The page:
1

I'm working for 1.5 years as a software developer in a medium-sized company in Germany. We develop software for ourselves (in-house). Unfortunately, I'm not happy with some things.

No clean software development process:
We get incomplete software requirements or no requirements at all (only task descriptions). So that we need to come up with our own requirements. When the appropriate department starts testing our prototypes, this is when we usually get the "real" requirements. Our software then needs to be changed drastically, which is very frustrating.
Also there is no real communication between the departments, so that projects take much longer, than planned.

Personal issues:
Promises made during my job application have not been kept. There is little respect coming from our bosses. That doesn't concern only me: The general atmosphere is not the best, so that people are leaving.

I'm planning to change my job soon, too. Since I haven't been here too long, I will need to justify my job change to my future employer. I would like to mention those problems, without being rude or too specific. Maybe even using them to my advantage.

I would like to work in a company, that follows the agile software development principles [...describing them...]

So the future employer will see, that I know how to work in an agile team and that it's important to me.

How can I do it professionally, without talking bad about my current employer and so that my future employer doesn't think that maybe I'm the problem?

7
  • 2
  • 2
    Since I haven't been here too long, I will need to justify my job change to my future employer Is that really the case after nearly two years? – Bernhard Döbler May 25 '20 at 16:58
  • Do you think there is any possibility or opportunity for you to introduce 'agile' (or at least properly structured) processes into your work in this company? Are your management aware that you know how to do agile etc and/or did you talk about that in your interview etc? If that's an option, I think it could be worth pursuing the "implementing and coaching on software development processes" angle. I'm asking this in a comment rather than an answer to get a sense of whether you think that's an option at all. – seventyeightist May 25 '20 at 18:26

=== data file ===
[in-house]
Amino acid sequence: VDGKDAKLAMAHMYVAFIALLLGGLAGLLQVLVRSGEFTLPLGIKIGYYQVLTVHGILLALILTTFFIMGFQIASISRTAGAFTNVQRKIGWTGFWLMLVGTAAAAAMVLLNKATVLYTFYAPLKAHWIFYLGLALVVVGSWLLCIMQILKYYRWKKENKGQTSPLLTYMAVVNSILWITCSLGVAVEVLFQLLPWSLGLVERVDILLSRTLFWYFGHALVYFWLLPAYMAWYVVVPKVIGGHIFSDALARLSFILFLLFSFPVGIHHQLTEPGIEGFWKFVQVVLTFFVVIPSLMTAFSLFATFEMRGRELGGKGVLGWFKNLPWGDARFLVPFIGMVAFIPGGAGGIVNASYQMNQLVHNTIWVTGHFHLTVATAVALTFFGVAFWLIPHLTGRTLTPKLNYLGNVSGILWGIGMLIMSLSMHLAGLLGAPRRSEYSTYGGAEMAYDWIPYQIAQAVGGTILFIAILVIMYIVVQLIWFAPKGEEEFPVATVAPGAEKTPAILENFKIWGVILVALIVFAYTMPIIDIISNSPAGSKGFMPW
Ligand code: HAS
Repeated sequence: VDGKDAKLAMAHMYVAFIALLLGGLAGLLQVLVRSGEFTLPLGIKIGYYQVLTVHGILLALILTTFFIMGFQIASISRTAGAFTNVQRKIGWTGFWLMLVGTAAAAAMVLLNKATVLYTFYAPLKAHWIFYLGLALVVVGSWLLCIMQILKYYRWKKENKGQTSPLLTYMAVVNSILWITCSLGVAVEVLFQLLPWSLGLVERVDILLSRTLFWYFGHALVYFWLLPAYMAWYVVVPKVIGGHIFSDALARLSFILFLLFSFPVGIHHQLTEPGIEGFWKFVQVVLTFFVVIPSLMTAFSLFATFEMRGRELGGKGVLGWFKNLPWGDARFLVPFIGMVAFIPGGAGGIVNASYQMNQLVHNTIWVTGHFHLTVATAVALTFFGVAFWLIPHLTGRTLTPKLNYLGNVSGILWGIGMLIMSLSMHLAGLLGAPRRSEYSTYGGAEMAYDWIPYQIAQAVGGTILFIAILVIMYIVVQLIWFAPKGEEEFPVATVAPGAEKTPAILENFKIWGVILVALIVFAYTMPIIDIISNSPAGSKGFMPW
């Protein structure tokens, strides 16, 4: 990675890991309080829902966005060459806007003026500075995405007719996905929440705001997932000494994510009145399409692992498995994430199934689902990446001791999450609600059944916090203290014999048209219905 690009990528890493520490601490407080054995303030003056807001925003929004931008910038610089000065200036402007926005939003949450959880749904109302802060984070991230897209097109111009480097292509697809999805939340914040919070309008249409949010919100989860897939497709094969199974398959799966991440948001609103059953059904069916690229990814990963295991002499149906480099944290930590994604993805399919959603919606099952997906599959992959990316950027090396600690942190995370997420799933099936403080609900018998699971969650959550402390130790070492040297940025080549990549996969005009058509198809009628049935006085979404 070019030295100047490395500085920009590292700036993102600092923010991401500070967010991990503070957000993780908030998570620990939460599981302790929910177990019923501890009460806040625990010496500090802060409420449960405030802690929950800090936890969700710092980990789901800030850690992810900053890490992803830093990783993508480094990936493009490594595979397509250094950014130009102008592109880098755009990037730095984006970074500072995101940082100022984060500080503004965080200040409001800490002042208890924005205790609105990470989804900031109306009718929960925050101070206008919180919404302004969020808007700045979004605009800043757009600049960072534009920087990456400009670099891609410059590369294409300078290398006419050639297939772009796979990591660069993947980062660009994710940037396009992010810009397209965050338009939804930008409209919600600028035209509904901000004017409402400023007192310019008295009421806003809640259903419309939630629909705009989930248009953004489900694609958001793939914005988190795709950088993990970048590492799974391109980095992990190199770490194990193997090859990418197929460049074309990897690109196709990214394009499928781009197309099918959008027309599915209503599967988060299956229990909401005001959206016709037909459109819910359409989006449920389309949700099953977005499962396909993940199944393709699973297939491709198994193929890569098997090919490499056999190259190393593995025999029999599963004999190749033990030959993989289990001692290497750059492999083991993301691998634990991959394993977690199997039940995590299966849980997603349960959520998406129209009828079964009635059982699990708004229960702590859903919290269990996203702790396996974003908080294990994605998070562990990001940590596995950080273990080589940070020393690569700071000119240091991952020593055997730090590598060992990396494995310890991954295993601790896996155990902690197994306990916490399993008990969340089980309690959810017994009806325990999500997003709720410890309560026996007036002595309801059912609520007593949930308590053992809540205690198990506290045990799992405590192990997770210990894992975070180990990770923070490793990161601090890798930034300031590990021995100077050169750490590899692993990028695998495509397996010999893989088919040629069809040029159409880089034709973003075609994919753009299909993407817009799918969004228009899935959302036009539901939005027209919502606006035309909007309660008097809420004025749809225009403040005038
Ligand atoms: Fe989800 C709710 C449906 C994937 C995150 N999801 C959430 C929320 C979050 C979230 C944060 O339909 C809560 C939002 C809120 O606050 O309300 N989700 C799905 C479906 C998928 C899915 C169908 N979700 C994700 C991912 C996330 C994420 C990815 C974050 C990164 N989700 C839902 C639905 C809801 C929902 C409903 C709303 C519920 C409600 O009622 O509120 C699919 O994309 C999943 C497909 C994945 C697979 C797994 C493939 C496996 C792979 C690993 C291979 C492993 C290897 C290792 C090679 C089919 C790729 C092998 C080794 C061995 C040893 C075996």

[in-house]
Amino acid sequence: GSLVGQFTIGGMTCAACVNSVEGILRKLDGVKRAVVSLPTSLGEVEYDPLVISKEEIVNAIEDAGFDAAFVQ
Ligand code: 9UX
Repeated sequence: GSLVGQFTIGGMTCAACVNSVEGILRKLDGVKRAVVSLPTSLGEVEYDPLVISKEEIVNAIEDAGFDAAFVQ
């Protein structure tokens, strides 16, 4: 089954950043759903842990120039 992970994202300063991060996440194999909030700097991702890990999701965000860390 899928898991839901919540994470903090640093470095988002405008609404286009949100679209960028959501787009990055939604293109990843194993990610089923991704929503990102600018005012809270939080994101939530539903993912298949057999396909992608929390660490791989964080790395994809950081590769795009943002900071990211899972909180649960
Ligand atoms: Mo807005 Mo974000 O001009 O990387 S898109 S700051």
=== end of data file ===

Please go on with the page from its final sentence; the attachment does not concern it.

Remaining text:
• Sounds like you want to do agile, but don't understand that Agile is about incremental versions of software and being open to changing requirements. – JohnFx May 25 '20 at 21:51
  • 1
    @JohnFx: Requirements can only be changed, if there were some defined in the first place. We have the "reverse waterfall" model: First developing, then specifying the requirements ;-) – user117270 May 26 '20 at 8:42
13

As someone who hires a lot of software developers, I'd tell you to give the same non-answer everyone else does. "I was looking for new challenges. Or I wanted to work in a shop that used such-and-such technology, like yours."

We really don't put nearly as much thought into why you left previous jobs as you are thinking. That is, unless there is a repeated pattern of very short jobs.

1

Not everyone looks for the exact reason for leaving a company. Recruiters and interviewers are mainly interested in filling a position, and they only assess if a candidate can become their potential employee or colleague.

They'll stress on the reason only if your stress about it. Telling them that you are looking for a more challenging role or you are looking for new opportunities would suffice. Concentrate on enhancing the technical skills. And prepare well to answer this rather mundane yet important question.